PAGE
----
I stretched a sheet of 140lb (300gsm) Rough paper by soaking the reverse, or under side, for about 20 minutes before taping it to a board. I began by reserving the white of the paper with masking medium, which I would want to remain in place for about three days. Working from the background to the foreground, which in this case was essentially from top to bottom, I applied subtle washes to the sky wet-in-wet, moving down through the harbour and across the sea, gradually strengthening the colour and increasing the textures in the mark making to give a sense of space and distance. Once onto the rocks I was able to build up layers of paint and increase the strength and vigorous nature of the marks made whilst using heavier mixes until a near-black was achieved to suggest the seaweed. The ability to achieve a near-black mix on watercolour paper is an important element of my work as it gives the truest light-to-dark process. Not all watercolour papers will give you this, but I’m pleased to say that this paper did, very well.

Stranded, watercolour on Winsor & Newton Professional Water Colour Paper 140lb (300gsm) Rough, (72.5x28cm)

In summing up my paper testing I can say that Winsor & Newton Professional Water Colour Paper is a cylinder mould made paper, with a bright white luxurious surface to use, given the appearance of a handmade paper with its deckle edges. This feature makes it very desirable to use on occasions where stretching is unnecessary and the painting might be float mounted. It is made from 100 per cent cotton, and the length and quality of the cotton fibres gives the paper its luxurious feel and results in superior strength and durability. The paper is both externally and internally sized, which means that it will withstand vigorous mark making with all kinds of implements as well as many techniques of lifting-out without paint soaking into the surface, saturating the fibres and bleeding laterally. The paper takes light delicate washes and heavier rich washes equally well in multiple layers. It gives even washes, lustre and transparency of colour, both on the Cold Pressed and Rough surfaces. Good-quality paint and paper, in my opinion, make painting easier at every level, from beginner to professional – this paper undoubtedly gives the artist every chance of success.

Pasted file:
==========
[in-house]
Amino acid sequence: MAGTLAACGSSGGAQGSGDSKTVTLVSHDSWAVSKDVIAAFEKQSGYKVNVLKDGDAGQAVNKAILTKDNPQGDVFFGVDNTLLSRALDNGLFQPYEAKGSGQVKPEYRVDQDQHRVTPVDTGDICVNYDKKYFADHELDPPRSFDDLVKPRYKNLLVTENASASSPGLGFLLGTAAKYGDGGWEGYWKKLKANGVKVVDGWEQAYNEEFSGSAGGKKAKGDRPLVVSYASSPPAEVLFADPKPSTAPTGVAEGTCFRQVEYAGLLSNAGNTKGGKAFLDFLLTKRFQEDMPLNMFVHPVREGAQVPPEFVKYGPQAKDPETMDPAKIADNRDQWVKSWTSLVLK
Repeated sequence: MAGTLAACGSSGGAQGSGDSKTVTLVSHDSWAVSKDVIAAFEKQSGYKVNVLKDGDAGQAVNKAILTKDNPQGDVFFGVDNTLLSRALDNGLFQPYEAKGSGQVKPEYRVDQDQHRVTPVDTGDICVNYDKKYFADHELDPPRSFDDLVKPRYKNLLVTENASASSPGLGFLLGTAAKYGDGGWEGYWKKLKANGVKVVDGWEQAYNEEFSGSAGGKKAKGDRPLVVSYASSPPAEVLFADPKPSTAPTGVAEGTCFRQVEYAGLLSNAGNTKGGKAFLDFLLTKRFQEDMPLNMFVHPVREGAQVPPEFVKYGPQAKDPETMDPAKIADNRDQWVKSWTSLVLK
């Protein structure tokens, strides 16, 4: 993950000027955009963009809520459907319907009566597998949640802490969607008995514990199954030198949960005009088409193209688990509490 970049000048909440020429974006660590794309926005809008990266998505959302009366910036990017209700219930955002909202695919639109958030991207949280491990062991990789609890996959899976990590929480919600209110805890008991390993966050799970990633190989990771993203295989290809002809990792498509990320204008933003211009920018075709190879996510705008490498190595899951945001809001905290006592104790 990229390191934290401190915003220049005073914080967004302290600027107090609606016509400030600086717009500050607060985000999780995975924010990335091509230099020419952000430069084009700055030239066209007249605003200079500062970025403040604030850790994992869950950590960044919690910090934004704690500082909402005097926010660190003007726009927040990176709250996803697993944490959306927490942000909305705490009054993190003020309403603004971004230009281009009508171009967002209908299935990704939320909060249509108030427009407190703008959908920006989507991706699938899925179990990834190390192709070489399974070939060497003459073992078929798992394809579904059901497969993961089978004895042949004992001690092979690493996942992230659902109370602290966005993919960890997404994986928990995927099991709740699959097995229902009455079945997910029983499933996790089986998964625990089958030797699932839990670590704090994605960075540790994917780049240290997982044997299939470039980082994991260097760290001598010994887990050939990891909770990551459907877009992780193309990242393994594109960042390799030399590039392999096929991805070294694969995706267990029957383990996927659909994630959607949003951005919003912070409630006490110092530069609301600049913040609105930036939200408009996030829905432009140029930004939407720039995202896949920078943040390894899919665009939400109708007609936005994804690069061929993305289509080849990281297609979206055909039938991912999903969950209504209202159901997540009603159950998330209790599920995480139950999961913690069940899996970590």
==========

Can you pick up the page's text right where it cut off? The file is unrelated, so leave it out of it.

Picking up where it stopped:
Deborah Walker has a first class honours degree in fine art from De Montfort University. She is member of the Royal Institute of Painters in Water Colours and an associate member of the Royal Society of Marine Artists. She has paintings in galleries throughout the country, takes part in annual group exhibitions in London and has won several prizes, including the Turner Medal at the RI Annual Exhibition in 2015.

Deborah’s work is also exhibited at The Harbour Gallery in Portscatho

This product report is taken from the May 2018 issue of The Artist